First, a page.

Kanaka went into the kitchen. The phone was ringing but she didn't answer it. She warmed up the water in the kettle and poured it into a shallow dish. Her hair was starting to feel cold and a little sticky. She bent over the sink. Luckily Ma had put the drain cover on so she didn't have to look down the hole and imagine all the things growing inside. Lifting the cover slightly to allow the water to run through, she used a steel tumbler to pour small quantities of the clear liquid onto her head. She could feel it trickling warmly down her neck and front and dampening the towel even more. Her chest began to feel cool, so she undid the fabric and swept it around her head to catch all the trickles. Ma's seersucker bathrobe hung on the back of her chair, crumpled and powdery-smelling. She wrapped herself in it, and as she did, she remembered what Ma had said about lizards when she had asked, 'But how do they walk if they are stuck to the wall? How do they lift their feet? Don't they need to be heated or dissolved to let go?' Gummy bears in a glass of water got sort of swollen and gooey. Maybe that's what lizards did, even though they weren't in water, maybe they unstuck themselves by getting kind of wobbly. But gummy bears always got a lot harder, less flexible when they dried out and lizards didn't seem to; or maybe they did inside and that's how they got older, like Ma, who always said she was less flexible than her girls.


Ma had said, 'Heated or dissolved! You are asking me how they get the energy needed to get out of the well,' and hugged her. Kanaka didn't know why except that it felt nice. Then she'd said, 'That's a great question Kanaka,' which usually meant she wasn't going to answer, like when Kanaka'd asked how they got the other man's DNA inside Ma's tummy and Renuka'd snickered and whispered, 'You can't ask Ma things like that, god, you're such a nerd, don't you know anything,' and Ma had told her it was a good question and asked her to drink her milk and hurry up with her homework. But about the lizards Ma said, 'I believe you have something of my mind after all. You're right, they do need a boost, and the lizard brains send a signal to the soles of their feet to say lift up, just as we do. Except in their case, the molecules on their soles turn around a little and the attraction to the surface they are attached to is reduced, and they can lift one part up. At the same time they put another part down and attach, so they don't fall off the wall. Attract, release, attract, release.' She'd laughed and added, 'Sometimes those soft bonds are the wisest.'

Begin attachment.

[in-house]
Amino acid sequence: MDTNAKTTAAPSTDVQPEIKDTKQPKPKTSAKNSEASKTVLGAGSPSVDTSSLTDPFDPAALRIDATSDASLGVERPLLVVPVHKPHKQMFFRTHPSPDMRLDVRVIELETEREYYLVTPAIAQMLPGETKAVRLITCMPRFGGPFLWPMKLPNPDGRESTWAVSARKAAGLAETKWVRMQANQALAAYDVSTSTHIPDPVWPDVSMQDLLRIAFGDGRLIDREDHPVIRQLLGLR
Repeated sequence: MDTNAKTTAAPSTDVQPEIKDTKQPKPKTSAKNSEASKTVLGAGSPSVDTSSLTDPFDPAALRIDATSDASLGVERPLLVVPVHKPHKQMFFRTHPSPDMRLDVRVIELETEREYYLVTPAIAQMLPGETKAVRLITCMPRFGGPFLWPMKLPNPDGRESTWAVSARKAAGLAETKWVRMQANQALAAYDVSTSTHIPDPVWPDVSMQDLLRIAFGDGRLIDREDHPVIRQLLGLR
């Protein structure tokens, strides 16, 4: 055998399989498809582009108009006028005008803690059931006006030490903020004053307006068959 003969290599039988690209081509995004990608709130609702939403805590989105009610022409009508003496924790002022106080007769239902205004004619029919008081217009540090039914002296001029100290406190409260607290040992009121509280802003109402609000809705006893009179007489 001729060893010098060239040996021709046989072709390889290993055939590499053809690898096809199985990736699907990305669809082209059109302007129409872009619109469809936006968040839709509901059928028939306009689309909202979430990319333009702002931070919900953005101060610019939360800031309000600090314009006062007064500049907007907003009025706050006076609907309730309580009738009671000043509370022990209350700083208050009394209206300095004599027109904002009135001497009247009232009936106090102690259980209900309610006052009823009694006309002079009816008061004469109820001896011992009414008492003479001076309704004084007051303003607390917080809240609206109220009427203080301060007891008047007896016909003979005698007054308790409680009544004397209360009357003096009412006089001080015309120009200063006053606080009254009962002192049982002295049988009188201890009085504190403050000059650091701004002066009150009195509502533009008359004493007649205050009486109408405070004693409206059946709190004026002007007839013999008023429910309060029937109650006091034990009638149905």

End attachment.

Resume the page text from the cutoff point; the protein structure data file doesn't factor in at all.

Kanaka wasn't really sure what Ma meant by that. But she thought about her family, her father, and Pa and Ma, Renuka, and her lost sisters and she thought she understood. Sometimes, you had to be able to climb out of the energy-well so that you didn't crowd it. Lizards lifted one part of their foot up to make room for another. People probably had to let go of one person before they could connect with another. Maybe that's why her father had disappeared, and her sisters, so as to make room. Was it Ma who had given her sisters the boost to go? Had she lifted them so far out that they couldn't find their way back? But how had she chosen which of them would go and which ones would stay? Maybe she hadn't, maybe Renuka and she had simply held on tighter?


Renuka would hold tighter than Kanaka if Ma ever chose between them; Renuka was the one who always won at tug-of-war. Maybe, Kanaka thought, she should make the choice herself rather than wait for the tug-of-war. She could choose to go now, when the house was empty, rise up, and like the water vapour, float away. If she held her breath, her body would fill with air and she would be buoyant, like a balloon, and catch the currents. Would she drift to where her sisters were? Before pinching her nostrils shut she burrowed into the dressing gown, covering herself entirely to fill herself with Ma's powdery smell.


When she opened her eyes, Kanaka found herself bundled in the dressing-gown and on the kitchen floor, but her head lay cradled in her mother's lap. She was still softly bonded after all.



Indira Chandrasekhar is the founder editor of Out of Print. A writer and an editor, she has a Ph.D. in Biophysics and studied the dynamics of biological membranes at research institutes in India, the United States and Switzerland. Her conversion to fiction was significantly influenced by her return to India after more than 17 years abroad. Links to her published stories are available on her blog.